“The nuclear submarine will be handed over to the fleet in the fourth quarter of 2021,” a defense industry insider source told the Russian news outlet TASS earlier this week. “Prior to that, the Novosibirsk is to complete the manufacturer’s sea trials and state trials,” the source added. Additionally, the Navy will reportedly receive K-561 Kazan, the first Yasen-M boat, in the first quarter of 2021.
The Yasen class is a new line of nuclear-powered cruise missile submarines, designed to phase out Russia’s aging, Soviet-era attack submarines. The original Yasen boat, Severodvinsk, was laid down in 1993, but construction work sputtered in the years following the Soviet collapse. Trapped for decades in a vicious circle of cyclical delays and budget deficits, the submarine was launched only in 2010.
The Yasen class was then refreshed under the Yasen-M designation, an upgrade package meant to account for the sixteen-year gap between the Severodvinsk and all subsequent Yasen vessels. Yasen-M brings minor design updates, possibly including a sharper bow. The new revision is stealthier, reportedly utilizing low magnetic steel for a reduced magnetic signature and the latest nuclear reactor technology for reduced overall acoustics.
Yasen-M will also boast a modernized onboard electronics suite and expanded armament compatibility. The full extent of Yasen-M’s weapons loadout remains unclear, but will possibly include the upcoming Kalibr-M cruise missile, which—at 4,500 km versus 1,500- 2,500 km—boasts nearly twice the range of the original 3M14 “Kalibr” missile off which it is based. The submarines will also support the new 3M22 Tsirkon winged anti-ship hypersonic cruise missile, which is reportedly capable of hitting targets at a speed of over eight Mach or around 9800 kilometers per hour. The Yasen-M class retains the same, standard ten 533mm torpedo tubes of the original Yasen line.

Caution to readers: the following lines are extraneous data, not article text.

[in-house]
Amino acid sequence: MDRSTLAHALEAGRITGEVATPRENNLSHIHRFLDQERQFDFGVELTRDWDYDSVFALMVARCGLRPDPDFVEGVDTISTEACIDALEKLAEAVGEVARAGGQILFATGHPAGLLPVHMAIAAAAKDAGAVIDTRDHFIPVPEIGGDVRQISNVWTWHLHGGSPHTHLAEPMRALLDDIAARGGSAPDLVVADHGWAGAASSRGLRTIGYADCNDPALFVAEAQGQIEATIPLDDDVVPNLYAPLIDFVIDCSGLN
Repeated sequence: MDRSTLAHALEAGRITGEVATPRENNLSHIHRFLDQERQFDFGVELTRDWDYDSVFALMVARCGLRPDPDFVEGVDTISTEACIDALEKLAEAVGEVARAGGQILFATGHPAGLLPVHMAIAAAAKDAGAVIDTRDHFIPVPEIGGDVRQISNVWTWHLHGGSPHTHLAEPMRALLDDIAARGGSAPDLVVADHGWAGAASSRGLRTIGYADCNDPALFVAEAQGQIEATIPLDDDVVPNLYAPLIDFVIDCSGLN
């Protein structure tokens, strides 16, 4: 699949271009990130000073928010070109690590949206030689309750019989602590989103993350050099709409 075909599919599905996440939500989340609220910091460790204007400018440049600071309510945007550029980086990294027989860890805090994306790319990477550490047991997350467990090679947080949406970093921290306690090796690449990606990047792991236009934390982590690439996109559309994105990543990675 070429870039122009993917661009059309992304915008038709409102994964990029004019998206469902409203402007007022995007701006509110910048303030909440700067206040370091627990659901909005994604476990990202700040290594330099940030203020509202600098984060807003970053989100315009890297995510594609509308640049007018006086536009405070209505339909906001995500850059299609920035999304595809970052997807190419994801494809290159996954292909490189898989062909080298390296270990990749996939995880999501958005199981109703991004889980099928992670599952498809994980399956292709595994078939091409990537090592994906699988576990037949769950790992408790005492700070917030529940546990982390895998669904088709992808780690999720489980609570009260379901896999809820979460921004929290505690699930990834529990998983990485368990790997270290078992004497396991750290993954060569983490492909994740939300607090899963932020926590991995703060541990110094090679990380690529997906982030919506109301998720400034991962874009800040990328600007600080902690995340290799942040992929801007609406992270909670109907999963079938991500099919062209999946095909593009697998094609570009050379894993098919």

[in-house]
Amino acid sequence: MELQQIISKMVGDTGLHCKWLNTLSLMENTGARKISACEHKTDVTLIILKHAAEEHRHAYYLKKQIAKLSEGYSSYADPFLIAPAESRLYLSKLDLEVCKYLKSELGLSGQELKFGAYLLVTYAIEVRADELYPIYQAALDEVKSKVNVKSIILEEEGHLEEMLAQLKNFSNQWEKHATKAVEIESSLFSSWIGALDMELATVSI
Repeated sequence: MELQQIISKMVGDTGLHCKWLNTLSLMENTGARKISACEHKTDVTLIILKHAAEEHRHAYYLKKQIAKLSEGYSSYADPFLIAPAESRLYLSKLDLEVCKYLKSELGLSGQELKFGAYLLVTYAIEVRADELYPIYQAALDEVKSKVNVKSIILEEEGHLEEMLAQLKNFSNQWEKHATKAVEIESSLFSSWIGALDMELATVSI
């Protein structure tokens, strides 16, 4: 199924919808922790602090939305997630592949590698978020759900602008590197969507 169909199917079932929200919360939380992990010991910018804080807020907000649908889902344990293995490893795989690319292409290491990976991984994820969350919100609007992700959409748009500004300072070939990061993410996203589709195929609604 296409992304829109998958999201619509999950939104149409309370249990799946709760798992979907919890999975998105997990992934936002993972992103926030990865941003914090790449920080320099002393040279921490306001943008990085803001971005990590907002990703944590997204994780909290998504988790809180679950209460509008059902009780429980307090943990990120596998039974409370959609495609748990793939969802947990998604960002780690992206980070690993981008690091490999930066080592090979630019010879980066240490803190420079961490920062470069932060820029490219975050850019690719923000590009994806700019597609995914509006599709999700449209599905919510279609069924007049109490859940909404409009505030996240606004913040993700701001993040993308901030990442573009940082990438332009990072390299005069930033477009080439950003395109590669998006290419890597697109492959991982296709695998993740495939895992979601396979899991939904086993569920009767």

Its modernized arsenal notwithstanding, Yasen-M’s biggest accomplishment is its success in considerably narrowing the stealth gap between U.S. and Soviet submarines that persisted throughout the Cold War. As explained in an in-depth comparison by The National Interest, the Yasen class is thought to be able to trade performance blows with its closest competitor, the U.S. Virginia class, though the latter likely retains an acoustics edge. Admiral Robert P. Burke alluded to the Yasen submarines at a recent event hosted by the Center for Strategic and International Studies, describing them as a “real threat” to North Atlantic Treaty Organization assets in the North Atlantic.
Of the eight planned Yasen vessels, two—Kazan and Novosibirsk—have been launched and are on the verge of entering service in the Northern and Pacific fleets respectively. Six more are in varying stages of construction, with the next three— Krasnoyarsk, Arkhangelsk, and Perm— slated to be launched this year. Following several rounds of delays over the prior decade, the Navy plans to accept all of the remaining Yasen-M submarines into service by 2027.
Mark Episkopos is the new national security reporter for the National Interest.